Indigenous Ways of Knowing and Being
The SLC in Five Strategic Plan (2019-24) has outlined a commitment to incorporating Indigenous Ways of Knowing and Being throughout our college community. This section outlines specific resources that will help faculty begin their exploration of Indigenous narratives but this is by no means a complete list. We will add more resources as we develop more initiatives in collaboration with Indigenous leaders, other college departments, and external teaching/learning communities.
As a starting point, we encourage faculty to begin by reviewing the SLC in Five Strategic Plan on Indigenous Ways of Knowing and Being. This section of the strategic plan highlights larger directions for the college. The Truth and Reconciliation Commission includes 94 calls to action which outline specific tasks where individuals/organizations can empower Indigenous voices. Finally, the Indigenous Education Protocol outlines the specific commitments the universities and colleges have taken in response to the Indigenous education.
note: this message and the associated resources were published in SLC News on Aug 26, 2021
"Thank you to the Indigenous Services team for sharing their wisdom and the Student Affairs team for their contribution to this content.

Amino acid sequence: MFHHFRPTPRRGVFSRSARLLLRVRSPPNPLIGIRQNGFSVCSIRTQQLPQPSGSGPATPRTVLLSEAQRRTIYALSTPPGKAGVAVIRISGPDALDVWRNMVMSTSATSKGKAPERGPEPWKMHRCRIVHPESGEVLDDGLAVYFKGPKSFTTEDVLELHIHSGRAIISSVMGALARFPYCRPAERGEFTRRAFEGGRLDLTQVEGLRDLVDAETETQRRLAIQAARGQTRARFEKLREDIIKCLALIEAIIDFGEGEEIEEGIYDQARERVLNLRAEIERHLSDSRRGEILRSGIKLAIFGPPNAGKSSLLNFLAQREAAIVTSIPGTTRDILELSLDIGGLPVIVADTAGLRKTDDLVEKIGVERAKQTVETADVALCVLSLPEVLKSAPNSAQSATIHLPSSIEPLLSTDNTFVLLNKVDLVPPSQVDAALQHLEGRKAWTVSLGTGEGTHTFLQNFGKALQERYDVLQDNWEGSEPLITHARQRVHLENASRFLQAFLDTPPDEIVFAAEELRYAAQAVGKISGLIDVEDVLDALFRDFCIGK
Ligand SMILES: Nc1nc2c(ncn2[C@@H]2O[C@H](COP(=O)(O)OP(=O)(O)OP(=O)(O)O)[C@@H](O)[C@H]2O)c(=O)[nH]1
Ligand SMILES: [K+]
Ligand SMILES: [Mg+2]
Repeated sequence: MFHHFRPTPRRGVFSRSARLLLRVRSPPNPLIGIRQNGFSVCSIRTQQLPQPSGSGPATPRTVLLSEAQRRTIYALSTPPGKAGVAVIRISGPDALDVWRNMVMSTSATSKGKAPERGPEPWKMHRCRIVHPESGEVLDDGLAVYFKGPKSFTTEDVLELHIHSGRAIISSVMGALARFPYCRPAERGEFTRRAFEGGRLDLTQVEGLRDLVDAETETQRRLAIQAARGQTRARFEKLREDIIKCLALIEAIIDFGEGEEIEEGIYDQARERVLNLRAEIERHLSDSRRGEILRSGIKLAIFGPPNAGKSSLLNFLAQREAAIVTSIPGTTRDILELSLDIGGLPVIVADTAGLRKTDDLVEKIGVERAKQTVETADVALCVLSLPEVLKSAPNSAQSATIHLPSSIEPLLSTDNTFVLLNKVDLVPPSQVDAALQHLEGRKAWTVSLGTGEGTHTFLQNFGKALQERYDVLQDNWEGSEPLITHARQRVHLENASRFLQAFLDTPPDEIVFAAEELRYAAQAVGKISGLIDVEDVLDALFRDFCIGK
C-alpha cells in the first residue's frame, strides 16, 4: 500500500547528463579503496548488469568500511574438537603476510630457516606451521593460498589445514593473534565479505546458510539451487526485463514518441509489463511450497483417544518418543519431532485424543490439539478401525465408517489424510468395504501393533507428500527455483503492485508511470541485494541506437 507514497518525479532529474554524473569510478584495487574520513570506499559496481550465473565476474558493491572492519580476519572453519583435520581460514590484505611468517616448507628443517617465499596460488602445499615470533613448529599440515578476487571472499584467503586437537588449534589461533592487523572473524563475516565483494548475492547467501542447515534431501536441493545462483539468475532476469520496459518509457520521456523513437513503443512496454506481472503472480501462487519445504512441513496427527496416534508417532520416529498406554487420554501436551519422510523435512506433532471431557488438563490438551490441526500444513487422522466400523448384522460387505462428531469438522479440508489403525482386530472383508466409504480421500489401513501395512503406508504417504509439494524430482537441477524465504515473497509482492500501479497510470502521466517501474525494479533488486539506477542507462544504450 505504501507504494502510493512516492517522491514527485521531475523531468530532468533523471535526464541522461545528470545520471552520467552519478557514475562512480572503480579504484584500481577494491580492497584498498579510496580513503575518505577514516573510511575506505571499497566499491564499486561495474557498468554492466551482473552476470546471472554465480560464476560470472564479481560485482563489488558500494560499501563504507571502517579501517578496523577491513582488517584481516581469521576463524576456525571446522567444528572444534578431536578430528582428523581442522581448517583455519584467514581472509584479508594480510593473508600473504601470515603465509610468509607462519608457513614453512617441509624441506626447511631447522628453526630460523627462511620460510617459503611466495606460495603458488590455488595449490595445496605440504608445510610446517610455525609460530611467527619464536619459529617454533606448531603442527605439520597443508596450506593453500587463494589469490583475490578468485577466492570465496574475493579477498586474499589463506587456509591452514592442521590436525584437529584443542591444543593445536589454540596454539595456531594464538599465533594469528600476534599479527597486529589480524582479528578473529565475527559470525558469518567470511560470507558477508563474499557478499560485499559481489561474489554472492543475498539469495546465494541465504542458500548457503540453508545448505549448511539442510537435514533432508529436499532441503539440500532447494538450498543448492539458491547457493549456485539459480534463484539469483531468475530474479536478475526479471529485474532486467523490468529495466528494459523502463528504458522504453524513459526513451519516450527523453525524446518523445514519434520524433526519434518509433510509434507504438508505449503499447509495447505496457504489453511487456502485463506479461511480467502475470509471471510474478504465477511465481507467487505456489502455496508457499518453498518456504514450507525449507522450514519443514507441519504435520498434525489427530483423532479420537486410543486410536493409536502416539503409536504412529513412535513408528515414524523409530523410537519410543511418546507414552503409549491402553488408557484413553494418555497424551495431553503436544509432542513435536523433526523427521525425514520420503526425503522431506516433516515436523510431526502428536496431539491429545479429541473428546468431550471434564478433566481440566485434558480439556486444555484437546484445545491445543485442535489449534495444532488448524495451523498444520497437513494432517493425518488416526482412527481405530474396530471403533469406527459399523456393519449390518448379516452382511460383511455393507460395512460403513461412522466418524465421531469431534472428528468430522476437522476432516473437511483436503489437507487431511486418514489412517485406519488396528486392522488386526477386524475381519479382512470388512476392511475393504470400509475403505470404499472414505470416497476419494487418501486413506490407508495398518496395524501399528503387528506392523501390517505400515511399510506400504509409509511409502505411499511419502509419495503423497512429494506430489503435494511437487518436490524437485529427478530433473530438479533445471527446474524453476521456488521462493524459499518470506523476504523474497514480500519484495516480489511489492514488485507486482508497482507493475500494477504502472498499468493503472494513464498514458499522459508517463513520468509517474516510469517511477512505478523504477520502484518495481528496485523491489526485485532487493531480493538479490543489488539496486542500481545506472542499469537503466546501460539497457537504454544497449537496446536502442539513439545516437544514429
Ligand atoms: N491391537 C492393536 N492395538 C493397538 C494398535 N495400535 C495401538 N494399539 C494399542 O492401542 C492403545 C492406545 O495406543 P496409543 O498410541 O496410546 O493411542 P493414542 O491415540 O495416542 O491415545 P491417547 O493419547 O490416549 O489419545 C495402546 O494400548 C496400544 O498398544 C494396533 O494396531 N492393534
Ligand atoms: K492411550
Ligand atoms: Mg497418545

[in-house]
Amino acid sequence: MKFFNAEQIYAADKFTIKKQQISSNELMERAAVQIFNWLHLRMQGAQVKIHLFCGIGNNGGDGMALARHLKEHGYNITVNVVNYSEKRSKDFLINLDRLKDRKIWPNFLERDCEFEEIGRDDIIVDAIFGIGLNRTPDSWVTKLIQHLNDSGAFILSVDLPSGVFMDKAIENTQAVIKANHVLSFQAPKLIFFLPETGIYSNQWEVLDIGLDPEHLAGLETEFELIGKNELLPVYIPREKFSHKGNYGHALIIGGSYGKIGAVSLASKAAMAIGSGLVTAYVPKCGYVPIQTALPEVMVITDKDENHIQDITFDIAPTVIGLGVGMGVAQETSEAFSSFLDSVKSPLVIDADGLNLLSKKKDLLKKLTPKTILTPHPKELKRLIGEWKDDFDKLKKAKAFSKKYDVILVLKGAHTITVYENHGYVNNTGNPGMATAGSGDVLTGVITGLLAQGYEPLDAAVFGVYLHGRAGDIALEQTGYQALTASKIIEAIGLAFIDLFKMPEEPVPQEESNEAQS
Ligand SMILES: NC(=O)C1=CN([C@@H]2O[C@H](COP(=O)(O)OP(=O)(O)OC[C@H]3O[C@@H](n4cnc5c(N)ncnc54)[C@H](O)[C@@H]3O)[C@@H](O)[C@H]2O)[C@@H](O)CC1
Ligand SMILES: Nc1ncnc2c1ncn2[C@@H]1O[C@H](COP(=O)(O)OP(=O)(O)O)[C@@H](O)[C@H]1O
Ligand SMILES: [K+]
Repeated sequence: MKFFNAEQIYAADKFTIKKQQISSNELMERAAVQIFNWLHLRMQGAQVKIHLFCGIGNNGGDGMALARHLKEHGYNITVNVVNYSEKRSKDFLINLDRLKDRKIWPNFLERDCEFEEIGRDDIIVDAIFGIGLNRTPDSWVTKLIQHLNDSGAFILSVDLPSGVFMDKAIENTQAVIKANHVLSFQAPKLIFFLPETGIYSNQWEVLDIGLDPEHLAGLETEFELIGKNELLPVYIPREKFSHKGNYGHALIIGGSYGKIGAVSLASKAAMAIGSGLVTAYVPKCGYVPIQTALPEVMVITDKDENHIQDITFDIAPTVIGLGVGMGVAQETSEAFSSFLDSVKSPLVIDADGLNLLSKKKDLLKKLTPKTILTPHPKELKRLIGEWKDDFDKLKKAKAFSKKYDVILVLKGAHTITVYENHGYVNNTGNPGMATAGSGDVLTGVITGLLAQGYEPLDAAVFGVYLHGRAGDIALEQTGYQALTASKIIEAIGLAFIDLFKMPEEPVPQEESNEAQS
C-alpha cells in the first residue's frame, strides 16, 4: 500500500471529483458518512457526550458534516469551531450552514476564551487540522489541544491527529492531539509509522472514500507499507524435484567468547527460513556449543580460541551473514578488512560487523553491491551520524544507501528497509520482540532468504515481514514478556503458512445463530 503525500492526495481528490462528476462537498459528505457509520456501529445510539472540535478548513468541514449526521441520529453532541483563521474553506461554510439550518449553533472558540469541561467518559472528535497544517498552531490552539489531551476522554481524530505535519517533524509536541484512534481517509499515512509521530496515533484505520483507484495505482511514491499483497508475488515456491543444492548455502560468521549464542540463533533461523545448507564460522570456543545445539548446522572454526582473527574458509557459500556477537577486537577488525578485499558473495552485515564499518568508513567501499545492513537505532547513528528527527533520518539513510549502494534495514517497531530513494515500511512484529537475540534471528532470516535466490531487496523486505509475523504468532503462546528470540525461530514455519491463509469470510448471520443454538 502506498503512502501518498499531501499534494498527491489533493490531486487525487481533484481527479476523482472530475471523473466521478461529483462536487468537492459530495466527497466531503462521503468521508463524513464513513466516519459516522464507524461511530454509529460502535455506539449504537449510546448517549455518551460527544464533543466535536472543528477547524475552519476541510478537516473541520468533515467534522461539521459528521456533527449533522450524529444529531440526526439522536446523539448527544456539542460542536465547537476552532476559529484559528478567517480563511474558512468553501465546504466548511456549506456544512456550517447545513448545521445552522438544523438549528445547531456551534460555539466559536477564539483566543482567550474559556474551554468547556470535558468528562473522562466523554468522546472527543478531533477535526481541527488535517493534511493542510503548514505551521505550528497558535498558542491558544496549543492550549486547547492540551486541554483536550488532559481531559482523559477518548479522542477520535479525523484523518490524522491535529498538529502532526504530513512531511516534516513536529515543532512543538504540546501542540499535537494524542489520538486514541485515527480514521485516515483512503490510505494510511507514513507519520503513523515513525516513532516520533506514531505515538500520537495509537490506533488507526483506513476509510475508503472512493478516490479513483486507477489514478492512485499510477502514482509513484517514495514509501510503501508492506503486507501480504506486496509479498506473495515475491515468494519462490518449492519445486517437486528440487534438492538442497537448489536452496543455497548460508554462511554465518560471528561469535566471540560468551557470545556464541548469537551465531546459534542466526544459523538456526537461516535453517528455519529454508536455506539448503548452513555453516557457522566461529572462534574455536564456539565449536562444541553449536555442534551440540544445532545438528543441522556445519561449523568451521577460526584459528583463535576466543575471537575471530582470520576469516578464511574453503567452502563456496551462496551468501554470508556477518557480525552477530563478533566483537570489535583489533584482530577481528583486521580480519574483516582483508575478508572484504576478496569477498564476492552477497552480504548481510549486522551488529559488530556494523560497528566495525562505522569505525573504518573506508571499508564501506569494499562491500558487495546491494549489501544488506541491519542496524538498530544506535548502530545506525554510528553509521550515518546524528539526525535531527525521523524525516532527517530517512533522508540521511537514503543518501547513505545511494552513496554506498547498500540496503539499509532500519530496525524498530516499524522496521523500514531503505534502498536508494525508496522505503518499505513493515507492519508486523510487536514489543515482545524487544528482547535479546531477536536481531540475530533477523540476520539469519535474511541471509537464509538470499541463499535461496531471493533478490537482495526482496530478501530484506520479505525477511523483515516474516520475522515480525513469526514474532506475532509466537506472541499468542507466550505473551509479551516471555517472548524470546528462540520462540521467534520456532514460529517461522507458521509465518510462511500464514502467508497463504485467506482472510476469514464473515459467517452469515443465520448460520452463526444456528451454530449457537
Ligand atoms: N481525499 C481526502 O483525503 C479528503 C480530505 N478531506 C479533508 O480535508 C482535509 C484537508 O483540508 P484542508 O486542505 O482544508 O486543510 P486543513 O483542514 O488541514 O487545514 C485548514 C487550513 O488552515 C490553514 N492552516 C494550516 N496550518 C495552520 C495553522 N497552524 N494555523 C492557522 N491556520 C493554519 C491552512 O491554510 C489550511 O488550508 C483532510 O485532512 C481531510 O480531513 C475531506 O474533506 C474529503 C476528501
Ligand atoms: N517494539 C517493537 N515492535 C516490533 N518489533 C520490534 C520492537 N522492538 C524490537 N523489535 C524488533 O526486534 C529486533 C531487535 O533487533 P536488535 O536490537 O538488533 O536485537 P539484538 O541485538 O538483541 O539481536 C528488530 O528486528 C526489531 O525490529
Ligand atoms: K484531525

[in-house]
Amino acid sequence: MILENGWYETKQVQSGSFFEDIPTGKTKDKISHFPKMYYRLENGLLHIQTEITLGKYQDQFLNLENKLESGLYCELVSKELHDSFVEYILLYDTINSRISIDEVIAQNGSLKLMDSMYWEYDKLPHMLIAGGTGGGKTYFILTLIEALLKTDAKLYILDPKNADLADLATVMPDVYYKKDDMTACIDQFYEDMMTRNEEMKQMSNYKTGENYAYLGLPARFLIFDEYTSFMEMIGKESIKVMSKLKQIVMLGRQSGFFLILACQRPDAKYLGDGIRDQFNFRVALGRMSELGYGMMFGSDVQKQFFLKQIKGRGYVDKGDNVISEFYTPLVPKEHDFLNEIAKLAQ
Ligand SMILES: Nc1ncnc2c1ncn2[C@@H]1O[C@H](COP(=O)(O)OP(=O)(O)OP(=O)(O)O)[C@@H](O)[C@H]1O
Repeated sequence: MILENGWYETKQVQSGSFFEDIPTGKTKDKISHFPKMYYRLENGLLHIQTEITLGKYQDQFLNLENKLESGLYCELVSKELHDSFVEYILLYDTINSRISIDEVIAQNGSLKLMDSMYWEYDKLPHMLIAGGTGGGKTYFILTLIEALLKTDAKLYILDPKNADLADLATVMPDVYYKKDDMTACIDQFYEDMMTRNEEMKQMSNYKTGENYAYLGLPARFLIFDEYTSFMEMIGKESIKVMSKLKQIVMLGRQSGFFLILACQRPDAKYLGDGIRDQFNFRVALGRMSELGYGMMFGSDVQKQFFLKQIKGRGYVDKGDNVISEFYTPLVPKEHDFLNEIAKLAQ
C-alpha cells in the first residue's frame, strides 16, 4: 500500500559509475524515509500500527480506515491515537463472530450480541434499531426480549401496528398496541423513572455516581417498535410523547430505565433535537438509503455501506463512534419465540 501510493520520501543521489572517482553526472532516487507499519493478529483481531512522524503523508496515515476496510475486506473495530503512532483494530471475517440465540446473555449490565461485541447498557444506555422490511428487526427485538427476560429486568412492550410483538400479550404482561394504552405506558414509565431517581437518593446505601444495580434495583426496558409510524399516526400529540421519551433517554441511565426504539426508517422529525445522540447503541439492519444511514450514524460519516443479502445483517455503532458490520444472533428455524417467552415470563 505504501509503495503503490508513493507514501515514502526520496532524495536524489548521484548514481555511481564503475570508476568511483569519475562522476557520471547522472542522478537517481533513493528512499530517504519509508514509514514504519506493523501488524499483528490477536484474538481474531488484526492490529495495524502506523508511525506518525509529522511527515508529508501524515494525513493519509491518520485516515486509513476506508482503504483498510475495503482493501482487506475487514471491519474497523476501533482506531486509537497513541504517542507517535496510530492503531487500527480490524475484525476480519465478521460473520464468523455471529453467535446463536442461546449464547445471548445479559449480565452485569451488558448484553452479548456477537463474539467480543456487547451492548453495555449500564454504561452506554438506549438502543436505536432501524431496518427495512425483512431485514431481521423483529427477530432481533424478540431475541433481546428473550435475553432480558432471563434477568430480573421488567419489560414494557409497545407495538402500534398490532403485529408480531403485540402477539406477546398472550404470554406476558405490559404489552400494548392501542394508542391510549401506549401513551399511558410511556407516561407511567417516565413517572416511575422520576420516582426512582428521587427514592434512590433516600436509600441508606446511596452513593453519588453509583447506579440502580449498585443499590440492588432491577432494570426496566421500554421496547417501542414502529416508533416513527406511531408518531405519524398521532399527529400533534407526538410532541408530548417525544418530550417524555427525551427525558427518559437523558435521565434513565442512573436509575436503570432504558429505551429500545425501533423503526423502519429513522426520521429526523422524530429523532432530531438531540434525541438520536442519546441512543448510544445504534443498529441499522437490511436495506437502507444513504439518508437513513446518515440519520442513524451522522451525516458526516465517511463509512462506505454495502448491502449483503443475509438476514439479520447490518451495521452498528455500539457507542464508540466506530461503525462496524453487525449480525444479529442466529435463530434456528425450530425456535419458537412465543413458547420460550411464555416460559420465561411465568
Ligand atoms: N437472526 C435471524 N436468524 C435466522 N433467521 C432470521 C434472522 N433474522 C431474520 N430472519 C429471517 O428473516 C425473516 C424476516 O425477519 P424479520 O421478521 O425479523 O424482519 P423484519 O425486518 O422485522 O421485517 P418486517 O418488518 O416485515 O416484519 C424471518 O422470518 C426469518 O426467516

St. Lawrence College is underway in our journey of reconciliation, and we continue to learn as we honour our commitment to respecting Indigenous Ways of Knowing and Being in our communities and on our campuses. Inspired by the calls to action in the Truth and Reconciliation Report, a Land Acknowledgement is one important way we can recognize and respect the original peoples who lived in the region where SLC campuses are now found.
St. Lawrence College's Land Acknowledgement differs, depending which campus the person delivering the acknowledgement is located on. To know which land acknowledgement to use and when, as well as help with pronunciation, refer to the following resources:"
Waasaabiidaasamose Indigenous Centre
The Waasaabiidaasamose Indigenous Centre is a comfortable space for Indigenous students to relax, study, and interact with other Indigenous students.
Kingston Campus - Room 03030
Brockville Campus - Room 277
Cornwall Campus - Room A103
The Centre also host a number of events and workshops throughout the year. Faculty are encouraged to participate in the events and bring these newfound knowledge into their classrooms.
Mary Ann Lyons, Professor, General Arts & Science - Kingston
In my classes on the history of Indigenous people, I try to engage the students by using Indigenous ways of knowing and being as much as possible. One of these ways is reflection. So, after delivering information, I like to have students reflect on it, rather than to simply retrieve and re-state facts. For example, one topic I address is the building of the Canadian Pacific Railroad. After presenting the content, I ask the students to contemplate the advantages of the building of the railroad, and then to identify and think about the negative aspects, such as the widespread and life-altering traumas that resulted for the Indigenous people who lived in what are now the western provinces of Canada. Finally, I ask them to consider some alternative strategies that might have been used so that the railroad could have been built without bringing such intense harm to the Indigenous people (and the buffalo). Another Indigenous way is helping each other; sharing thoughts and discussing them in a respectful way encourages the whole class to learn and to be open to new ideas.”